The locker room floods with reporters looking for quotes after a game. There’s typically a huddle around a few of the game’s star players, and in a cramped space, other players can find themselves tiptoeing around a crowd.
Donovan Mitchell found himself in a position he never has been in before after the Jazz held off the Washington Wizards 104-101 last Wednesday night. Mitchell, instead of being the center of attention, had to squeeze past reporters who were crushed in around fellow rookie and teammate Royce O’Neale.
But this was hardly an inconvenience for Mitchell, who has been one of O’Neale’s biggest cheerleaders throughout the season.
“You guys might be surprised,” he said. “But we’re not.”
O’Neale, 25, has had moments throughout the season as almost every player does, but the last three games have started to see him clinch a rotation role for the Jazz (17-26). He’s played at least 13 minutes and become one of the early subs off the bench in each of the last three games after already sitting out 13 games as a healthy scratch this season.
That game against the Wizards, in which O’Neale was 4 for 4 with 10 points and added four rebounds and a steal, was probably the moment when he sealed his trust with coach Quin Snyder. O’Neale brings efficiency on offense and discipline on defense, so Snyder said he had absolutely no question who he was going with after Rodney Hood was ejected that night.
“We’ve always felt like he can pass. … He’s an easy guy to play with,” Snyder said. “But where he impacts the game for us is on the defensive end with his toughness and his competitiveness. That gets you on the court. If you can defend and play hard, you get a chance to make some other things happen.”
O’Neale only has played 325 minutes this season, but lineups with him have been among some of the best defensive units the Jazz have used. The Jazz have a 95.2 defensive rating when he’s on the floor, which is stifling.
If it seems surprising that the 15th man on the roster — literally the last player to make the cut in training camp — can have that kind of impact, consider that O’Neale is only a rookie in the NBA. He cut his teeth overseas for the last two years before joining the Jazz, which helped hone his professionalism from when he was coming out of Baylor.
“Sometimes in Europe, you’re still a role player — they have guys over there who have experience who have been playing for a while,” he said. “The first year or two over there, you’ve gotta adjust any way you can.”
There were adjustments needed when O’Neale came back to the States. Even after making the team, the man on the end of the bench does a lot of extra legwork for the Jazz. He did more photo shoots with fans than other teammates, signed autographs and did extra appearances with people who likely hadn’t seen him play all that much. He sat during the games many nights. He even played a game with the Salt Lake City Stars.
But it was impossible to tell if any of this grated on him. He kept working on his shooting and his defense. And perhaps most importantly, he developed a on- and off-court relationship with Mitchell.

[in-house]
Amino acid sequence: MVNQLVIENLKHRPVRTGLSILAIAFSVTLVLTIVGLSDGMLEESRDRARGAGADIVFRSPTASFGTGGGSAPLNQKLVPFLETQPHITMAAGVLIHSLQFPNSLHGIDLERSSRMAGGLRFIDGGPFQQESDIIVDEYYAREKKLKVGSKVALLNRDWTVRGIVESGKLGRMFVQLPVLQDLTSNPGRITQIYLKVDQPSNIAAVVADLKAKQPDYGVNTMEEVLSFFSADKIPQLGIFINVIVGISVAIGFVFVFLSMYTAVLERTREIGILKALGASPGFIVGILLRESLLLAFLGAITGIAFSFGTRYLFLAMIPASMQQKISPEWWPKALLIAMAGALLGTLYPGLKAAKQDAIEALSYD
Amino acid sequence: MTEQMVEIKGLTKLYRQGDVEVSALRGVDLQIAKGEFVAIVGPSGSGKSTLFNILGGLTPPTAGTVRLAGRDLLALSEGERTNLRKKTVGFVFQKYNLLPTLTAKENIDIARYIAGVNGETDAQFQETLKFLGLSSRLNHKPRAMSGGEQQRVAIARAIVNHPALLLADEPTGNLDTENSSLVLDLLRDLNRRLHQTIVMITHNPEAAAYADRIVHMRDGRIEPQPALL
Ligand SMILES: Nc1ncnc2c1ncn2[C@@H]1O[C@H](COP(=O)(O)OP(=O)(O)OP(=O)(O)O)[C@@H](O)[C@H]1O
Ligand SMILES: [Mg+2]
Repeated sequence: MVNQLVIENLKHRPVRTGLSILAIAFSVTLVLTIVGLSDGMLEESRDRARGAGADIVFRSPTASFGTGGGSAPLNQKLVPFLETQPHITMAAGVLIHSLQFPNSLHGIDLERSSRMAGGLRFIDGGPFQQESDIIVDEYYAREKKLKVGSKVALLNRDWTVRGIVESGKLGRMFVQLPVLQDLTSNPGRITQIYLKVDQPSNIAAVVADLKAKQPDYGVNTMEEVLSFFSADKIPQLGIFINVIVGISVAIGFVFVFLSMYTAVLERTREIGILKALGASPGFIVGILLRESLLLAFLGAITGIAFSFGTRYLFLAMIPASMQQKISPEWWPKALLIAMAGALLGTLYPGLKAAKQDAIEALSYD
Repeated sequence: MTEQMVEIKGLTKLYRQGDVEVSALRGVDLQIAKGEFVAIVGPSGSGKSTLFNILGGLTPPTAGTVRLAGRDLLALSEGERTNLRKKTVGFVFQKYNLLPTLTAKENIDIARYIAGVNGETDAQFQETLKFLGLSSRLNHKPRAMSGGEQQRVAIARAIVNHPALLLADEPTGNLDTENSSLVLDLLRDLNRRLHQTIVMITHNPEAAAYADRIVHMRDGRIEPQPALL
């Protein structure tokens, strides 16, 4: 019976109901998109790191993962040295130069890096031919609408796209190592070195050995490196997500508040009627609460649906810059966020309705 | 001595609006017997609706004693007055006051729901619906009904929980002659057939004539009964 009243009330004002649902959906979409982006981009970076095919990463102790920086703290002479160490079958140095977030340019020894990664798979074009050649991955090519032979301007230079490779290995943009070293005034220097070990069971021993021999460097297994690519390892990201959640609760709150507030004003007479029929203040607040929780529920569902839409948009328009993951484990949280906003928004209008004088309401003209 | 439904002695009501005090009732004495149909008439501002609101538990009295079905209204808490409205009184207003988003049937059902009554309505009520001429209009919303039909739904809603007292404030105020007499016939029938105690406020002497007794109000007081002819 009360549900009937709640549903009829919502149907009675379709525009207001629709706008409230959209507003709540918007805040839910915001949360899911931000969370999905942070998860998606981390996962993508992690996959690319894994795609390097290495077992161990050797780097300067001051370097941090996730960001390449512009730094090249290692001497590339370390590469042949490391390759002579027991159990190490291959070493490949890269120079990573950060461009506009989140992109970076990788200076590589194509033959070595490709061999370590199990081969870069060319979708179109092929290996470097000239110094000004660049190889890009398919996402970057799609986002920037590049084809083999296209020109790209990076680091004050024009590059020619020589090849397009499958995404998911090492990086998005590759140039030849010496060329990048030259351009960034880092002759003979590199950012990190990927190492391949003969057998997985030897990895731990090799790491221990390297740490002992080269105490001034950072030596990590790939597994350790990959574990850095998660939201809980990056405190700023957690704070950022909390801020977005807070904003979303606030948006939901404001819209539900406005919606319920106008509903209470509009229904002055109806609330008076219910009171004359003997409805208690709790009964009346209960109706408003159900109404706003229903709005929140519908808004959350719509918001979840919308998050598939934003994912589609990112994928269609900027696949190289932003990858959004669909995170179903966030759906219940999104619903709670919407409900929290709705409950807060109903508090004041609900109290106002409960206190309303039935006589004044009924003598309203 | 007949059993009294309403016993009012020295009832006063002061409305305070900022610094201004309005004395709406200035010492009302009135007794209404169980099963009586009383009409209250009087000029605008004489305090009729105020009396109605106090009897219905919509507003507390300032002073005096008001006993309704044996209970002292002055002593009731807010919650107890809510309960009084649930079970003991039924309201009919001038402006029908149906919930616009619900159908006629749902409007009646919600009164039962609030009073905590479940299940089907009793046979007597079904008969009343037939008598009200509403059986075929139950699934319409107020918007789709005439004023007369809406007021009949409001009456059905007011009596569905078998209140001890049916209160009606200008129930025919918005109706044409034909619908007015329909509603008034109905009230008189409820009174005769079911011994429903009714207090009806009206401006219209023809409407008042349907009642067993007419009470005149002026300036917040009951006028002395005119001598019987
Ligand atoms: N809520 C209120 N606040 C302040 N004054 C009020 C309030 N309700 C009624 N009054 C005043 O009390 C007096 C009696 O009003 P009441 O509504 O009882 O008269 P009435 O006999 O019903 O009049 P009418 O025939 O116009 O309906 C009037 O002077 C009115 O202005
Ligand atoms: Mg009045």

They started showing up at Stars games and local college games together, determined to forge connections with their new city. They have a chemistry on the court that’s readily apparent. After a fast break when O’Neale ignored Mitchell calling for the ball and took a layup, he sent an alley-oop Mitchell’s way on the next opportunity.
They banter and laugh a lot in the locker room, with O’Neale joking that he wants to be Mitchell when he grows up. But the chemistry is substantial.
“He’s a great dude,” O’Neale said. “In the games we kind of compliment each other, tell each other what we see, how we can help out. Just building a great connection with each other.”
While the Jazz are plowing through a rough stretch of the season, having lost five of their last six games, O’Neale is an undoubted bright spot — someone the Jazz are looking to for toughness and consistency on nights when those qualities aren’t shining through.
O’Neale, a native Texan, said his family and friends back home have been glad to see him finally make it onto the court night-in and night-out. But they’re not surprised, either.
“They’ve been great cheering me on from home,” he said. “They’re just believing.”
UTAH JAZZ AT SACRAMENTO KINGS
Where • Golden 1 Center, Sacramento, Calif.
Tipoff • 8 p.m. MST Wednesday
TV • AT&T Sports Network
Radio • 97.5 FM/1280 AM The Zone
Records • Utah 17-26; Sacramento 13-30
Last meeting • Utah won 112-82 (March 29, 2017)
About the Jazz • Utah is 2-10 in its last 12 road games, and the team only has four road wins this season. … Donovan Mitchell is averaging 21.3 ppg while shooting 48.1 percent from the floor in his last 15 games. No other rookie is averaging more than 17.3 ppg in that span. … Point guard Raul Neto returned against the Pacers with 5 points and 3 assists on 1-for-2 shooting after missing his last 14 games.
About the Kings • Sacramento is in the midst of a five-game losing streak, including two games at home. … The Kings are 30th in offensive rating (102.5) and 29th in defensive rating (111.8), giving them the worst net rating in the NBA. … Former Jazzman George Hill is averaging 10.2 ppg for the Kings with 35 starts this season.